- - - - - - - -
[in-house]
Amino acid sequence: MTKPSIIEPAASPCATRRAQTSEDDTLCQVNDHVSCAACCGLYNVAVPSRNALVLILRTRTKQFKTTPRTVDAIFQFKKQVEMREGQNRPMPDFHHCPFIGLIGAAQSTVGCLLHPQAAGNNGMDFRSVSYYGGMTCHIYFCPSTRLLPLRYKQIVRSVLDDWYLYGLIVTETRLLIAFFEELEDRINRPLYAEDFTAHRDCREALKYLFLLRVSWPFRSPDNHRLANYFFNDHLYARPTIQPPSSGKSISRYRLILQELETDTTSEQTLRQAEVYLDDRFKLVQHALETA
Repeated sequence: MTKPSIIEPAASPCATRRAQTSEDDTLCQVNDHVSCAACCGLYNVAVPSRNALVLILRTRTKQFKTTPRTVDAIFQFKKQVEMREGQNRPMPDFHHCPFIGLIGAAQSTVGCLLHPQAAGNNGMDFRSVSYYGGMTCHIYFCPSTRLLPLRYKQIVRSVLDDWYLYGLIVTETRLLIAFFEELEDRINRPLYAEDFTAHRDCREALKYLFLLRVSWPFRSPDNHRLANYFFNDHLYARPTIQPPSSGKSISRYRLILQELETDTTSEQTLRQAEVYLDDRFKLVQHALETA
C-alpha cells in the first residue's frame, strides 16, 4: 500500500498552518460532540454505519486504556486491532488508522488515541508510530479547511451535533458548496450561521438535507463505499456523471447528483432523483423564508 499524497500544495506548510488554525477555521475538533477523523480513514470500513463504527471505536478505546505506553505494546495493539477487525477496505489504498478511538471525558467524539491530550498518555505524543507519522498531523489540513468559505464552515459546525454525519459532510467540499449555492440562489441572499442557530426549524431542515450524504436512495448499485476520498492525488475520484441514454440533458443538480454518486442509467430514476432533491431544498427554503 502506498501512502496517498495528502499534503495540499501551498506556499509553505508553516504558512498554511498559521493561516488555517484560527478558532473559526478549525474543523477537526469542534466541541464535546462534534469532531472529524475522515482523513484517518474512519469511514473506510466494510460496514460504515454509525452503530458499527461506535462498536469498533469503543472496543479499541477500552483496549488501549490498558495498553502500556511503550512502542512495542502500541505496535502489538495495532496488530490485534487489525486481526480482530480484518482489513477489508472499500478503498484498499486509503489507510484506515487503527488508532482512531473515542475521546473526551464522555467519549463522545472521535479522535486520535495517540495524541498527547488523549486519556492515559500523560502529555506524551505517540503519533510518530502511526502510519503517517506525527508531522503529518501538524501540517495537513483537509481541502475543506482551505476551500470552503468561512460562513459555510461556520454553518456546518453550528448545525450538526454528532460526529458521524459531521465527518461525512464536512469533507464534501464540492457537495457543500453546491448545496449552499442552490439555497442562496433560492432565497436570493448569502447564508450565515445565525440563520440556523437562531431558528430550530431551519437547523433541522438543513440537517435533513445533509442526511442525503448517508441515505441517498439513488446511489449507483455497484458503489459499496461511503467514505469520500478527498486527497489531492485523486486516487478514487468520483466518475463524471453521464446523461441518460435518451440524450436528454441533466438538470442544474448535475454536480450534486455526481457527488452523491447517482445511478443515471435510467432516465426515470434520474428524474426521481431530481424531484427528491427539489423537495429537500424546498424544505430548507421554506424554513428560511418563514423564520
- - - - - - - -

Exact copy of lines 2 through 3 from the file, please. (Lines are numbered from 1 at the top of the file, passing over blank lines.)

Amino acid sequence: MTKPSIIEPAASPCATRRAQTSEDDTLCQVNDHVSCAACCGLYNVAVPSRNALVLILRTRTKQFKTTPRTVDAIFQFKKQVEMREGQNRPMPDFHHCPFIGLIGAAQSTVGCLLHPQAAGNNGMDFRSVSYYGGMTCHIYFCPSTRLLPLRYKQIVRSVLDDWYLYGLIVTETRLLIAFFEELEDRINRPLYAEDFTAHRDCREALKYLFLLRVSWPFRSPDNHRLANYFFNDHLYARPTIQPPSSGKSISRYRLILQELETDTTSEQTLRQAEVYLDDRFKLVQHALETA
Repeated sequence: MTKPSIIEPAASPCATRRAQTSEDDTLCQVNDHVSCAACCGLYNVAVPSRNALVLILRTRTKQFKTTPRTVDAIFQFKKQVEMREGQNRPMPDFHHCPFIGLIGAAQSTVGCLLHPQAAGNNGMDFRSVSYYGGMTCHIYFCPSTRLLPLRYKQIVRSVLDDWYLYGLIVTETRLLIAFFEELEDRINRPLYAEDFTAHRDCREALKYLFLLRVSWPFRSPDNHRLANYFFNDHLYARPTIQPPSSGKSISRYRLILQELETDTTSEQTLRQAEVYLDDRFKLVQHALETA